Submission by the Institute for Public Policy Research (IPPR)




In recent years, there has been growing international concern over ‘carbon leakage’ – that is, where efforts to reduce carbon emissions in one country are counteracted by the displacement of emissions to countries with weaker climate policies. This may happen because industries in countries with stricter climate rules decide to relocate to countries with less stringent legislation to save on costs. Countries are concerned that, as they ramp up efforts to tackle climate change, they will face a competitive disadvantage and their efforts to reduce emissions will be undermined by carbon leakage (Morris and Nanda 2021).


There is limited empirical evidence of carbon leakage in practice, though this may be as a result of pre-emptive measures taken by governments to protect against it. One recent study, however, which looks at changes in country- and sector-specific energy prices, has found that carbon leakage can be significant for some countries, particularly in small, open economies (Misch and Wingender 2021). Moreover, despite limited empirical evidence, there are clear political implications for carbon leakage, given that fears over the risk of carbon leakage can restrain the scale of government ambitions on climate action.




In response to concerns about carbon leakage, some countries and trade blocs have proposed adopting carbon border adjustment mechanisms (CBAMs) as part of their response to the climate crisis. CBAMs are policy tools designed to impose charges on imported goods in line with their carbon content (ie the carbon dioxide emitted during their production). Their purpose is to prevent carbon leakage by placing the same costs on importers as domestic producers in energy-intensive industries (Lowe 2019). Most significantly, the EU has put forward detailed proposals for a CBAM to be integrated into the emissions trading system (ETS), the EU’s ‘cap-and-trade’ carbon pricing policy. This proposal targets carbon-intensive sectors such as iron and steel, cement, fertiliser, aluminium, and electricity.


CBAMs are not the only tools for addressing carbon leakage. Up until now, the approach typically taken by the EU/UK has been to offer a greater share of free allowances under the ETS for industrial installations deemed at high risk of carbon leakage. However, this approach weakens incentives to investing in the green transition and the EU has indicated that free allowances will now be phased out as the CBAM is introduced (EC 2021). Another approach, which faces similar issues to CBAMs, involves introducing mandatory product standards to prevent imports of products with high levels of embodied carbon emissions (HMT 2021).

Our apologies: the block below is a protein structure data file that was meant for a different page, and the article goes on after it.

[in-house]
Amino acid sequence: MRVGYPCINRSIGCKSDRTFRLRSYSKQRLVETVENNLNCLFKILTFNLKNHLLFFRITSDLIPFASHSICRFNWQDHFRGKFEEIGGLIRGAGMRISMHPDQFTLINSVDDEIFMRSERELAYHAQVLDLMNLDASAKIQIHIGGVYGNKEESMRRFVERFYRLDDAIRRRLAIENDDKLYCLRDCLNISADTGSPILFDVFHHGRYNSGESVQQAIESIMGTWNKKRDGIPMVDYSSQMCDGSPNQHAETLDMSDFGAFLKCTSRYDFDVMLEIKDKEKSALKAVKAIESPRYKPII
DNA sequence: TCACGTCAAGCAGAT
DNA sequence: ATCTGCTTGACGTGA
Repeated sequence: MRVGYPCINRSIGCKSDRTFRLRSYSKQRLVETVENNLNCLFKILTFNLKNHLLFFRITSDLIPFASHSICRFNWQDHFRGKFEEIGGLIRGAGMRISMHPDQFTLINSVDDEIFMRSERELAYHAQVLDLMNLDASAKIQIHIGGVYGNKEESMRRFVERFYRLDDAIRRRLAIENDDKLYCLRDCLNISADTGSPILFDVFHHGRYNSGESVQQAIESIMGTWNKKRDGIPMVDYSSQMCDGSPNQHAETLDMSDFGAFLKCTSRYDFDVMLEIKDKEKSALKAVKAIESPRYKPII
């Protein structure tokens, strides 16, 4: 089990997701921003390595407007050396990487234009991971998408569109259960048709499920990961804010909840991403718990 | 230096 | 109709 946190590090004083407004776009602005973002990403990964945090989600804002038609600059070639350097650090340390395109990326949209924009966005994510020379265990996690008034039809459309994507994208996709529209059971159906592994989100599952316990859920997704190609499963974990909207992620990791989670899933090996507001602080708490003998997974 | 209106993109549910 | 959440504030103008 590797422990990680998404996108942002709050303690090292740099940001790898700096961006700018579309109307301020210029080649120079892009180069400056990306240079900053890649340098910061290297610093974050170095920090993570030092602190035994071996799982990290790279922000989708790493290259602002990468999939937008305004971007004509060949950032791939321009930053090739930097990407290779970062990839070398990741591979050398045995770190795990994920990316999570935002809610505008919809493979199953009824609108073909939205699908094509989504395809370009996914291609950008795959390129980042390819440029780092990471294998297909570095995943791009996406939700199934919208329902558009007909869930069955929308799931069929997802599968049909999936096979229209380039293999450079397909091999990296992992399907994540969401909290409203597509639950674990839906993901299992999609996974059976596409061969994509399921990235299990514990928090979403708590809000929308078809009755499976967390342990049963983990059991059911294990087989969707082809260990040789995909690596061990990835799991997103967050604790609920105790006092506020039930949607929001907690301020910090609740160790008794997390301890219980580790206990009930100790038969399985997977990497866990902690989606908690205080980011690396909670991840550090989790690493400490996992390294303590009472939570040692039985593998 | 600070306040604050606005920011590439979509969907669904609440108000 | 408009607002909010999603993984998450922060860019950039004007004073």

Finally, perhaps the most effective long-term approach to carbon leakage involves greater coordination on carbon pricing and climate regulation between trading partners. In principle, if common approaches can be found on climate policies (eg a common system of carbon pricing), this will reduce the risk of carbon leakage and limit the need for a CBAM. One area where initial progress could be made is coordinating approaches for calculating and tracking carbon content (Lee and Baron 2021). However, given the diplomatic challenges involved, it is likely that these efforts will need to be complemented by unilateral action in the short to medium term.




We support the introduction of a carbon border adjustment through a UK trading scheme connected to the EU ETS. There are three main reasons for introducing such a mechanism in the UK. First, it would reduce the risk of carbon leakage from any future domestic increases in carbon pricing. Second, it would help to stop domestic industries from being at a competitive disadvantage due to more ambitious climate policies. Third, by linking to the EU ETS the UK could reduce additional trade barriers for UK exporters with respect to goods subject to the EU’s CBAM (Burke et al 2021).